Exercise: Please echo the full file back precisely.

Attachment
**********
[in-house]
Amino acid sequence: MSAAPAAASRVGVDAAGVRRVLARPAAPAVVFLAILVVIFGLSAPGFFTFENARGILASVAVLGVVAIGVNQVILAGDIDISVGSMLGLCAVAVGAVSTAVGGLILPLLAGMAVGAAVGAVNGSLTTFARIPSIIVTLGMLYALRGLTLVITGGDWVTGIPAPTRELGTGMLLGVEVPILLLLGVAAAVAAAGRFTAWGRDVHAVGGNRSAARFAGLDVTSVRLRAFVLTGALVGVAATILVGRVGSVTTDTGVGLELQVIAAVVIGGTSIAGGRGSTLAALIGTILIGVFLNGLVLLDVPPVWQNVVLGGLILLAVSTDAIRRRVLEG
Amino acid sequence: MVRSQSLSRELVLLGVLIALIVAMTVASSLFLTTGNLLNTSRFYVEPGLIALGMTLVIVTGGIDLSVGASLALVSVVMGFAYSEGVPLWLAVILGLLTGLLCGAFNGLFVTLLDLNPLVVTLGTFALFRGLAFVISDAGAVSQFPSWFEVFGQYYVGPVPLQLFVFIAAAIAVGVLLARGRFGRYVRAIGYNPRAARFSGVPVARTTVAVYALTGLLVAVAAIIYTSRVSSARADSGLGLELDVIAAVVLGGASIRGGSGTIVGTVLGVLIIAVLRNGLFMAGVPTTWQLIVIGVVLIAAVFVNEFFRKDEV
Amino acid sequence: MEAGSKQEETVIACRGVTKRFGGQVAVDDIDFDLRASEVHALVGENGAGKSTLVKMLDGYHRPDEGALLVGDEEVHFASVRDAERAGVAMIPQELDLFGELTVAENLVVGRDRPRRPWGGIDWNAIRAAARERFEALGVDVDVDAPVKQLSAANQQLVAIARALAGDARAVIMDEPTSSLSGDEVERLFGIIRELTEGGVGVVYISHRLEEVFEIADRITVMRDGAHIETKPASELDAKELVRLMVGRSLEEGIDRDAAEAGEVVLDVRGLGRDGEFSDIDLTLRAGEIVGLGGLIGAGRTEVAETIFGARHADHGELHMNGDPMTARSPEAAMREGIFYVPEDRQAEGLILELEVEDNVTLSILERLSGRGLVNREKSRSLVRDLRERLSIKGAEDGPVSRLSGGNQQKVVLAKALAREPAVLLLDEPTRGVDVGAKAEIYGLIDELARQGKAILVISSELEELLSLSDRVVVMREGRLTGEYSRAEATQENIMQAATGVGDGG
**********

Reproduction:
[in-house]
Amino acid sequence: MSAAPAAASRVGVDAAGVRRVLARPAAPAVVFLAILVVIFGLSAPGFFTFENARGILASVAVLGVVAIGVNQVILAGDIDISVGSMLGLCAVAVGAVSTAVGGLILPLLAGMAVGAAVGAVNGSLTTFARIPSIIVTLGMLYALRGLTLVITGGDWVTGIPAPTRELGTGMLLGVEVPILLLLGVAAAVAAAGRFTAWGRDVHAVGGNRSAARFAGLDVTSVRLRAFVLTGALVGVAATILVGRVGSVTTDTGVGLELQVIAAVVIGGTSIAGGRGSTLAALIGTILIGVFLNGLVLLDVPPVWQNVVLGGLILLAVSTDAIRRRVLEG
Amino acid sequence: MVRSQSLSRELVLLGVLIALIVAMTVASSLFLTTGNLLNTSRFYVEPGLIALGMTLVIVTGGIDLSVGASLALVSVVMGFAYSEGVPLWLAVILGLLTGLLCGAFNGLFVTLLDLNPLVVTLGTFALFRGLAFVISDAGAVSQFPSWFEVFGQYYVGPVPLQLFVFIAAAIAVGVLLARGRFGRYVRAIGYNPRAARFSGVPVARTTVAVYALTGLLVAVAAIIYTSRVSSARADSGLGLELDVIAAVVLGGASIRGGSGTIVGTVLGVLIIAVLRNGLFMAGVPTTWQLIVIGVVLIAAVFVNEFFRKDEV
Amino acid sequence: MEAGSKQEETVIACRGVTKRFGGQVAVDDIDFDLRASEVHALVGENGAGKSTLVKMLDGYHRPDEGALLVGDEEVHFASVRDAERAGVAMIPQELDLFGELTVAENLVVGRDRPRRPWGGIDWNAIRAAARERFEALGVDVDVDAPVKQLSAANQQLVAIARALAGDARAVIMDEPTSSLSGDEVERLFGIIRELTEGGVGVVYISHRLEEVFEIADRITVMRDGAHIETKPASELDAKELVRLMVGRSLEEGIDRDAAEAGEVVLDVRGLGRDGEFSDIDLTLRAGEIVGLGGLIGAGRTEVAETIFGARHADHGELHMNGDPMTARSPEAAMREGIFYVPEDRQAEGLILELEVEDNVTLSILERLSGRGLVNREKSRSLVRDLRERLSIKGAEDGPVSRLSGGNQQKVVLAKALAREPAVLLLDEPTRGVDVGAKAEIYGLIDELARQGKAILVISSELEELLSLSDRVVVMREGRLTGEYSRAEATQENIMQAATGVGDGG